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Angels fans flock to the Pond
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World  Series
10/23/2002 01:51 am ET 
Angels fans flock to the Pond
By Sandy Burgin / MLB.com

The Arrowhead Pond will be open at 4 p.m. on Wednesday and Thursday nights. (J.D. Cuban/AP)
ANAHEIM -- "It was almost like being at the game, if you couldn't get there, this was the next best thing."

Herb Nelson of Anaheim could have been speaking for the 1,200 Angels fans who paid $5 to watch Game 3 of the World Series on Jumbotron at the Arrowhead Pond on Tuesday night.

The atmosphere was pretty much the same as at The Ed -- minus 44,000 fans.

There was a sea of red, albeit in just four sections of the arena. Rally Monkeys adorned youngsters and oldsters alike on their arms, heads, around their necks, on their shoulders and yes, even hanging from their ThunderStix.

Ahh, the ThunderStix. Noise is noise, but there is something to be said for the sonic power of the ThunderStix, which dominated the scene on Tuesday in what Angel fans hope will be the first of three straight nights of celebrations and a perhaps a little group therapy at the Pond.

The clattering concerto of the ThunderStix emanated an hour before the first pitch, during photo ops for the local Fox TV channels. The ThunderStix serenade accompanied TV commercials on the big screen. And when Scott Schoenweis struck out Rich Aurilia to end the ballgame, securing Anaheim's 10-4 victory over the San Francisco Giants, you couldn't tell the difference between the deafening sound of the 1,200 fans with their ThunderSticks indoors and the 45,000 fans thundersticking away, outdoors at Edison Field.

You could not contain or control the ThunderStix at the Pond on Tuesday night. The only time the thunder stopped was when people got to their cars and began honking their horns.

It was that kind of loud and raucous night, hundreds of miles away from Pac Bell Park as the Angels took a 2-1 lead in the World Series.

Steve and Michael Fleming may be twins, but they don't agree on everything, least of all the ThunderStix.

"When your team can't hear the ThunderStix, what's the point," said Steve, who lives in Chino Hills. "To me it's fruitless, the Angels can't hear the noise. I can't figure it out."

By the time the ninth inning came along and the Angels were cruising along at 10-4, Steve was singing a little different tune, but his "song" couldn't be heard over brother Mike's true belief in the ThunderStix.

"The noise makes things better," said Michael, from Fountain Valley. "It pushed the Angels to victory, that's why we're doing it.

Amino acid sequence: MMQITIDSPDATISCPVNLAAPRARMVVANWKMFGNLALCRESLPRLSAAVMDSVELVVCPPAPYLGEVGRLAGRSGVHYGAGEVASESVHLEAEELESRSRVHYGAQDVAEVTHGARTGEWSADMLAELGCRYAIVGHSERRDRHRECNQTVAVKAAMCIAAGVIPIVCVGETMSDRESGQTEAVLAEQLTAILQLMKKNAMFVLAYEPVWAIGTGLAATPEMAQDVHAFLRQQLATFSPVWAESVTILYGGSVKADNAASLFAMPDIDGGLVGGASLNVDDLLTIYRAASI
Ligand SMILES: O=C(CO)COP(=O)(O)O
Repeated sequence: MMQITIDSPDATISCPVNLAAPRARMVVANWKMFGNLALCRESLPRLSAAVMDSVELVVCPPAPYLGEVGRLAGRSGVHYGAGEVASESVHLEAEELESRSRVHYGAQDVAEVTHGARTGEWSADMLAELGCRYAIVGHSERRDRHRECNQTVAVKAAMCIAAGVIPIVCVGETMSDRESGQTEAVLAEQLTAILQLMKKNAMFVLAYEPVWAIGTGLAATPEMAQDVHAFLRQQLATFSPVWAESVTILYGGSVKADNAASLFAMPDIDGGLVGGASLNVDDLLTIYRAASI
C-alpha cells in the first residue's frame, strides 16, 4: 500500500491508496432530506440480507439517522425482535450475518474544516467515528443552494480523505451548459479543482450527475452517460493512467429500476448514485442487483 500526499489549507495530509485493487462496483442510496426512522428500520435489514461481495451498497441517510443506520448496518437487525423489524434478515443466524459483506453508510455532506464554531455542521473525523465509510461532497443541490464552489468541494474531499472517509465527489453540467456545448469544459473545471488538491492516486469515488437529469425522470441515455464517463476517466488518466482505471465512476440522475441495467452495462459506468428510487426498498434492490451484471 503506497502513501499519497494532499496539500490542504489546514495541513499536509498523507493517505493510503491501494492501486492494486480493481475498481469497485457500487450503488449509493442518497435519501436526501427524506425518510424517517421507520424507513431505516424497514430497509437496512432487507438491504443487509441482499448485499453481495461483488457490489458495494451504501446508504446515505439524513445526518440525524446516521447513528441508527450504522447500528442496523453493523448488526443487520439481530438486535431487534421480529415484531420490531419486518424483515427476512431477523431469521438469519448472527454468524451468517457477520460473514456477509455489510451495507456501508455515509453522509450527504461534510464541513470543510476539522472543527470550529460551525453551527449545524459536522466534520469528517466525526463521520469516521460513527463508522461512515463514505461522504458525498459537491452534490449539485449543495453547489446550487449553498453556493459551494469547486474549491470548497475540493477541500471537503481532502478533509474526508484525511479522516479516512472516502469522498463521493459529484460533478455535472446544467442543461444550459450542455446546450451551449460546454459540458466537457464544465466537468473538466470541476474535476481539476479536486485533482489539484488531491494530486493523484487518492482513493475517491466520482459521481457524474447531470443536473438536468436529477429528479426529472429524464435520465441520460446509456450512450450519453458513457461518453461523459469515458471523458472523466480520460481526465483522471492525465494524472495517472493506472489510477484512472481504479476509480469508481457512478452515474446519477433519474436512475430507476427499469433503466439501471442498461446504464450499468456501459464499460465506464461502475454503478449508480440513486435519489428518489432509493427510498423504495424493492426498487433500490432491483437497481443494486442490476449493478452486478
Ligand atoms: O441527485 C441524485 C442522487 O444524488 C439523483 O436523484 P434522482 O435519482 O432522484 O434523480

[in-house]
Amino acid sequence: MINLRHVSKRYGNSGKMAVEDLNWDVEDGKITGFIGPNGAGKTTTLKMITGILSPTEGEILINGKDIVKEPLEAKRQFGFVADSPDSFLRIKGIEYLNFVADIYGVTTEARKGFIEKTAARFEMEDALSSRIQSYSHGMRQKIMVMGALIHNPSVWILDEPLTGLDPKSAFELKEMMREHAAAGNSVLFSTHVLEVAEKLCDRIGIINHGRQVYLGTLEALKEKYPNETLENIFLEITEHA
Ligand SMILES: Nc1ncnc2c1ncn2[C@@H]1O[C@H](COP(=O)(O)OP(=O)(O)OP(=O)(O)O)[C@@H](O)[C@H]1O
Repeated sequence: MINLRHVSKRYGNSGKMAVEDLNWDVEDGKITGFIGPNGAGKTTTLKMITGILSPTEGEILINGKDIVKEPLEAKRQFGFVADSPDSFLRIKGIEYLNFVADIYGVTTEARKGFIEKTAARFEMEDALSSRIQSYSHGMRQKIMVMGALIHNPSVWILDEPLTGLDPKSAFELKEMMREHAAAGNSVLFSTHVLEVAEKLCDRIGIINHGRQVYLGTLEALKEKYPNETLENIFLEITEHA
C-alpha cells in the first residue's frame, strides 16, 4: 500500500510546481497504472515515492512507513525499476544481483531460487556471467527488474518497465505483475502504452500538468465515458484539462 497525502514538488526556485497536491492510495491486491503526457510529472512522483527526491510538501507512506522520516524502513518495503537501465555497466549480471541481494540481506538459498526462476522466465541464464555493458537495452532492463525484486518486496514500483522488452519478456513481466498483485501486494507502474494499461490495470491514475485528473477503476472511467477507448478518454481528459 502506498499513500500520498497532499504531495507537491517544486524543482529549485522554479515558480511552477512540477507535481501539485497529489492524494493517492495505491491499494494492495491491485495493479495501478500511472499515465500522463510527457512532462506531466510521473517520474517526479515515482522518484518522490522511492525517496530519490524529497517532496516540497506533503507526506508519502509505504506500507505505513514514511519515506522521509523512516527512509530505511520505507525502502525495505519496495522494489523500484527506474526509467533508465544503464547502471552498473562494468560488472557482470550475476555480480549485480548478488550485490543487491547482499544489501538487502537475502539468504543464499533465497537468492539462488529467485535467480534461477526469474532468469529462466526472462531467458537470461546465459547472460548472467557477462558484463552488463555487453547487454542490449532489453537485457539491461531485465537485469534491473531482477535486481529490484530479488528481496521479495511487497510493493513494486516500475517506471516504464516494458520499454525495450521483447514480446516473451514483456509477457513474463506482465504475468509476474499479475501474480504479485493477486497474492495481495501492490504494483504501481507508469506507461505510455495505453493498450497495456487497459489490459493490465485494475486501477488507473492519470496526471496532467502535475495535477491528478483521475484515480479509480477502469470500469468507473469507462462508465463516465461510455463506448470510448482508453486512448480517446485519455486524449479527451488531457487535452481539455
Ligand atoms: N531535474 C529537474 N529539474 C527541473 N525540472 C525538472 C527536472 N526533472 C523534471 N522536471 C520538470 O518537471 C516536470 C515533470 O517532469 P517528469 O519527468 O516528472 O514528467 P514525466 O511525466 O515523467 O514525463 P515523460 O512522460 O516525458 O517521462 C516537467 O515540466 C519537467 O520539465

"My brother is under the impression that the Angels can hear us," said Steve.

"Of course they can," said Mike ."CAN YOU HEAR US?," he yelled out loud at the top of his lungs.

"My brother fell on his head when he was very young," said Steve, who turned 50 in August. "But obviously there is some power to it. One could draw a line from the fact that we're cheering them and they're winning. However, there is no empirical to that."

Don't try to tell that to Mike or the other 1,199 fans at the Pond, who did their best to break the sound barrier and were enjoying "the next best thing to being there."

"It's a lot more fun watching the game with a large group," said Elton Rodriguez, who wore a Scott Spiezio shirt and led the cheers, "Let's Go Angels" with his ThunderStix when Spiezio hit his triple in the third inning.

Rodriguez works at Edison Field at the concessions stands, and while he didn't get to see much live action in Game 1 or Game 2, he said Tuesday night, "was just like being there."

"I wish they would all leave them (ThunderStix) in their cars," said Orlo Fast before the game.

However, by games' end, he was singing their praises. "Maybe there is as much power with the ThunderStix as there is with the Rally Monkey. I survived tonight and I'll be back tomorrow."

Fast was on hand with his wife Bev, who had some interesting baseball ties. Her father was in the Navy with former Angels manager Bill Rigney and she used to drive Tim Flannery's sister home from school. She grew up a Yankee fan but she's a red-blooded Anaheim fan now and had the Angels jacket to prove it."

"I love being here with so many people so I can act like a fool,' said Carol Nelson, who kept up a steady rhythmic pace with the ThunderStix, along with her husband Herb.

Many of the Angels fans here said that they would indeed be back at the Pond on Wednesday and Thursday nights with their ThunderStix.

The Pond, in partnership with the Anaheim Mighty Ducks and the City of Anaheim opened up for the three Angels games in San Francisco. The admission charge of $5 is going to charity.

"We had 20,000 people standing in line for World Series Tickets," said John Nicoletti, the Public Information Manager for the city of Anaheim. "We saw that these people were so excited about this Angels franchise. We really felt that it was our responsibility as a city to give people a place to congregate to be with other Angels fans even though the game was hundreds of miles away. We thought it was real important that we brought people together to cheer, and make friend and have a good time."

The Pond will be open at 4 p.m. on Wednesday and Thursday nights and you can bet the crowds will be bigger -- and even noisier. Power to the ThunderStix!

Sandy Burgin covers the Padres for MLB.com and can be reached at Sandyburgin@hotmail.com. This story was not subject to the approval of Major League Baseball or its clubs.



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